Other areas of expertise include high-level commercial disputes (Moon was counsel in Walford v Miles, the leading House of Lords authority on “agreements to agree”), Court of Protection matters (he was counsel instructed by the Official Solicitor in the seminal decision of An NHS Trust v A, the case involving an Iranian hunger striker), and inquiries and inquests (he acted for a doctor in the Redfern Inquiry into human tissue analysis in UK nuclear facilities established by the Secretary of State for Trade and Industry).
“Being a generalist is a little bit like speaking more than one language and means that you can offer clients more breadth,” he says, adding: “And because you are always having to deal with new scenarios, it keeps your advocacy sharp.”
Moon mentions acquaintances who left the bar altogether after hardly setting foot in court as examples of the dangers of over-specialisation. He predicts a backlash that will see “the resurgence of the common law barrister who can turn his/her hand to a wide variety of work”. One of the factors driving this movement could be the QC process, which relies on references from High Court judges — to whom less time in court means less exposure. Another is a growing interest among sets like Serjeants’ Inn in giving rookies some experience of criminal law and the intensive advocacy involved, a practice area that many barristers of Moon’s generation relished cutting their teeth on.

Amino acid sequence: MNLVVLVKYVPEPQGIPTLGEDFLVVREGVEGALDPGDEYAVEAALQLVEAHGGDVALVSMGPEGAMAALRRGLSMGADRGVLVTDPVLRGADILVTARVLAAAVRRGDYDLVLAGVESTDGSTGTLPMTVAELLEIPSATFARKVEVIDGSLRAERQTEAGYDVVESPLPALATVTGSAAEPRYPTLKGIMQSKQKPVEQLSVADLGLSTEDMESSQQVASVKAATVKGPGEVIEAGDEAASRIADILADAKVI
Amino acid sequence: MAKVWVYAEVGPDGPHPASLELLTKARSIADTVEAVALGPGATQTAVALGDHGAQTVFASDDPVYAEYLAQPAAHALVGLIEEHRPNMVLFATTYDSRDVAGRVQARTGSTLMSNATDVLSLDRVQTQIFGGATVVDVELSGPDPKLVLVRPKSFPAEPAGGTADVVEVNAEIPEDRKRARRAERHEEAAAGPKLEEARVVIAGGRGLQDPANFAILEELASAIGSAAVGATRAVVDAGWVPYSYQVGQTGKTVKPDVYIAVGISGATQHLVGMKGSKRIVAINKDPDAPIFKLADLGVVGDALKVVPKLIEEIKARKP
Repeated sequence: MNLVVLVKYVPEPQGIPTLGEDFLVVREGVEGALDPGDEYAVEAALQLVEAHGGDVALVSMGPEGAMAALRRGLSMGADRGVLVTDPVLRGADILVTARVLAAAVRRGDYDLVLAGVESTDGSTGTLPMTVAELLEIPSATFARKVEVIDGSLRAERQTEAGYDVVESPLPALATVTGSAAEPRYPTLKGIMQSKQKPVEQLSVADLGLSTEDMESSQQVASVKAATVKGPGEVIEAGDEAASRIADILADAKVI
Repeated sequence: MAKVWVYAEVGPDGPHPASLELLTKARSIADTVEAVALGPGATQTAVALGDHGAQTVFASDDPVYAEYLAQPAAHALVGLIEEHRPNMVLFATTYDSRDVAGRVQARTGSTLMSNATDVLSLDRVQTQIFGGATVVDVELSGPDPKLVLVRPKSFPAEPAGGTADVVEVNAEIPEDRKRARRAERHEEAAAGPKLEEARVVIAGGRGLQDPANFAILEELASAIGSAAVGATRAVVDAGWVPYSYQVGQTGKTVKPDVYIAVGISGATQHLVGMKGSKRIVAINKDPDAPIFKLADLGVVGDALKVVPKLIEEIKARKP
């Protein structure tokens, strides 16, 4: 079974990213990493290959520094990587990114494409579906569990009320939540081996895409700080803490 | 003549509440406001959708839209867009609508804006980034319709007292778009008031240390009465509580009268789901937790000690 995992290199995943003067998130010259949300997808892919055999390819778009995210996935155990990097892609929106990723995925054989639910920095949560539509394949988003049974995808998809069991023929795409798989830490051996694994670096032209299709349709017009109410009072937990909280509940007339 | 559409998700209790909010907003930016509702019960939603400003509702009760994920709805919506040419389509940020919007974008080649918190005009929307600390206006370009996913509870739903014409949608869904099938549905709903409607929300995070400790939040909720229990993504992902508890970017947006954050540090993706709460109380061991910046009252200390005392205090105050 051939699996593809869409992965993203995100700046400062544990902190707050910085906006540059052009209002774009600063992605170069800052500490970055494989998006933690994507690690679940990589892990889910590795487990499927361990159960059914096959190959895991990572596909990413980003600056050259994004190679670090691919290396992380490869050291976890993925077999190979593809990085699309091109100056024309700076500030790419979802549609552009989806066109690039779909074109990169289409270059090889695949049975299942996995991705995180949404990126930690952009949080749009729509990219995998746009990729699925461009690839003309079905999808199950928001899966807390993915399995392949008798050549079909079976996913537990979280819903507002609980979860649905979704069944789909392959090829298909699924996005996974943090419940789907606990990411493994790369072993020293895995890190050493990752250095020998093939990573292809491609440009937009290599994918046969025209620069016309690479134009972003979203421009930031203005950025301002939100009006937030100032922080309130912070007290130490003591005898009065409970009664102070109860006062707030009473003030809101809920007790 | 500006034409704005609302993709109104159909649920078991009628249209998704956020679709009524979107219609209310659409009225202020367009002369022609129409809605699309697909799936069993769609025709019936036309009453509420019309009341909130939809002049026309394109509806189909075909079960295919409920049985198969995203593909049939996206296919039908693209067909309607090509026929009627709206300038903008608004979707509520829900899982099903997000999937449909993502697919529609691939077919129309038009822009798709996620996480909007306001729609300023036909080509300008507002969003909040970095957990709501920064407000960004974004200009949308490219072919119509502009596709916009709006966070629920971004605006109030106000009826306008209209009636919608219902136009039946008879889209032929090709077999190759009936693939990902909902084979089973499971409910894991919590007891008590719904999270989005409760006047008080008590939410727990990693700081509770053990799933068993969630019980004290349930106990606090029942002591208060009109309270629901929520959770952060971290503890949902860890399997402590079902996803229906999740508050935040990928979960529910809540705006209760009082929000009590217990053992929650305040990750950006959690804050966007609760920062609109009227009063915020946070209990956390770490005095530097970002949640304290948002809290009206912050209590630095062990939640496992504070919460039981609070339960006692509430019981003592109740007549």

“The experience of doing a trial before a jury is invaluable, not least because persuading a jury is completely different to persuading a judge,” he says, recalling his early days at Serjeants’ Inn, which he joined as a pupil. “A jury needs to like an advocate in a way that a judge doesn’t. Yet warmth of personality can be important in all types of cases. Engaging a tribunal in a human way is underrated. It can certainly get you through a lot of sticky situations.”